Super Mario 3D World

December 10, 2013

Something has always bugged me about the 3D Mario games. Ever since Super Mario 64, there’s been something… off about the games. Don’t get me wrong, they’re all great games, especially the Super Mario Galaxy games, but, well, there’s no easy way to put this.

To me, they didn’t feel like Mario games.

There were always bits missing. Instead of mushrooms and fire flowers and feathers and Yoshi we had caps and health bars and Mario could drown for some reason. It was a re-imagining, rather than a successor. There were no multiplayer options, and even Bowser seemed to be there only because he had to be.

“But Tim,” I hear you cry, “What about the New Super Mario Bros. games? Surely they are the true successors to Nintendo’s platforming legacy?” Well, they certainly do seem like they are. But let’s face it, those games are anachronisms: big-budget platforming titles in the world of today? Sure, they’re fun, but I can’t help but feel like there’s a little bit of misplaced nostalgia at work there. Do I like them because they’re great platformers in their own right, or because they call out to the twelve-year-old boy in me that spent all his paper round money on Super Mario Bros 3 and played it until he knew the entire game by muscle memory?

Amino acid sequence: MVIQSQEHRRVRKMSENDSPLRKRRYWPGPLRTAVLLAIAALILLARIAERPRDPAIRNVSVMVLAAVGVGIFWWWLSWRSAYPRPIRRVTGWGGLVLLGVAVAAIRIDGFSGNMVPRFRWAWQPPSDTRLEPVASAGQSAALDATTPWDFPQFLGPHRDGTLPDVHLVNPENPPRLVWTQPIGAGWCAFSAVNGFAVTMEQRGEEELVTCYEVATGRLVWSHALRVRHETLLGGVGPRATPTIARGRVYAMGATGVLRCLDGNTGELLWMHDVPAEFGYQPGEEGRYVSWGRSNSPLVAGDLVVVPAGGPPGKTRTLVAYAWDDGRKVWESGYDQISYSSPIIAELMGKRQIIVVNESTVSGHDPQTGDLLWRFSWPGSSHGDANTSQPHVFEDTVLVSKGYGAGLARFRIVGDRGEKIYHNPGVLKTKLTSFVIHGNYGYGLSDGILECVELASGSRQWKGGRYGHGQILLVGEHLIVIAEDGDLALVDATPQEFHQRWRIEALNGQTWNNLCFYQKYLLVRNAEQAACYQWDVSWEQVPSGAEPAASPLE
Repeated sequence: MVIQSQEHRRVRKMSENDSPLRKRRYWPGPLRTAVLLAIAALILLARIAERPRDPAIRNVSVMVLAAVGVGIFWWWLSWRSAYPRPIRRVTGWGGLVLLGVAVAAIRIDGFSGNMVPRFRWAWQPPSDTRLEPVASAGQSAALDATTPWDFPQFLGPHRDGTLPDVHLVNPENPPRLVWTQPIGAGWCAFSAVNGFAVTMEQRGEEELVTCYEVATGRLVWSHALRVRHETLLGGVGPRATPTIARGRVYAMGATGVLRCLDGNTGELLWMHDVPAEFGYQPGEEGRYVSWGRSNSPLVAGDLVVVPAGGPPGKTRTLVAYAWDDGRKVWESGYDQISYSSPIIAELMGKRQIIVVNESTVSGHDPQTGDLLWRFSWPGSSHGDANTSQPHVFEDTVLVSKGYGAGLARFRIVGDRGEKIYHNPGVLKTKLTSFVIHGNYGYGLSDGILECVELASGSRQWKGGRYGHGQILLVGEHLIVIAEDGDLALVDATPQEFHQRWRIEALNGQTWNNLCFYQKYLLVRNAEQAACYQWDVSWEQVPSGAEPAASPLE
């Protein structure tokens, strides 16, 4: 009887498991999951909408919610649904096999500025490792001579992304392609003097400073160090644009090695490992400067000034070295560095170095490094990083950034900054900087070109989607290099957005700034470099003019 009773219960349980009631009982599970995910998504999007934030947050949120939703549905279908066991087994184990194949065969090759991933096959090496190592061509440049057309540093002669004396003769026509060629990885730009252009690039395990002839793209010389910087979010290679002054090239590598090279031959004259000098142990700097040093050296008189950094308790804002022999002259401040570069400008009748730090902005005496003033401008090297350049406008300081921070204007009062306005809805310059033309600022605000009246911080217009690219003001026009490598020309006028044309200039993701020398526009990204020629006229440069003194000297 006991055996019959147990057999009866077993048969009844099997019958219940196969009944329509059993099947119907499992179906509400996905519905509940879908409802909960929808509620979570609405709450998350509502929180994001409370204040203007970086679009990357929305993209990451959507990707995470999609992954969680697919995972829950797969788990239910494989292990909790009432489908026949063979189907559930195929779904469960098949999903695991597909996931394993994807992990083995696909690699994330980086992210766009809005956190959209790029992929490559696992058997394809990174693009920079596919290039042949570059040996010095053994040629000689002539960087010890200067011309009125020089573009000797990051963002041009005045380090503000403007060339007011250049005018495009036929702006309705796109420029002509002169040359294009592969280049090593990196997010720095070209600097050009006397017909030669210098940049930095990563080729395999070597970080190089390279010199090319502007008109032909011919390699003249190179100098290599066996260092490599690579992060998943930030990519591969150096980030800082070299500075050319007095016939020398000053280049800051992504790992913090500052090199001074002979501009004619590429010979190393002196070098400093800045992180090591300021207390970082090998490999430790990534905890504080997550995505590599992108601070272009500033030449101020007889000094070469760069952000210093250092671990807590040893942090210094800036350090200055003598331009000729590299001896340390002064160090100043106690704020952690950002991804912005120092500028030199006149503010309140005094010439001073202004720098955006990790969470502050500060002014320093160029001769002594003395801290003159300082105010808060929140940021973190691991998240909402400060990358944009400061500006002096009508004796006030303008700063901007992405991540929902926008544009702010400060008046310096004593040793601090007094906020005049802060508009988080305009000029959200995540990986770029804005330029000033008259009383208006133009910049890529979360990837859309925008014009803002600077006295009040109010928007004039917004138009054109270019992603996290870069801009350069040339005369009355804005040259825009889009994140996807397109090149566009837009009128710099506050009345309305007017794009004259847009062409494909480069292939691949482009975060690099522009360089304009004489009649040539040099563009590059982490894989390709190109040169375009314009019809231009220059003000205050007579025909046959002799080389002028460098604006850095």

So then, the two Mario game styles are in conflict. On the one hand, there’s great 3D platforming action, and on the other, nostalgic callbacks to the games that made Nintendo a household name in the first place. Would it even be possible to combine them and create something that’s both in 3D, but also quintessentially Mario?


The answer, as presented in Super Mario 3D World is an emphatic “Yes!”. This is the 3D Mario game I have waited for since I first heard of 3D Mario games. You can tell, right from the title, where Nintendo is taking its cues from, and the resulting game is the purest, best 3D Mario game yet. It’s hard to believe that it’s taken Nintendo this long to figure out how to make a 3D Mario game feel like a Mario game, but hey, this is the company that thinks The Wind Waker is the Zelda game most in need of a HD re-release.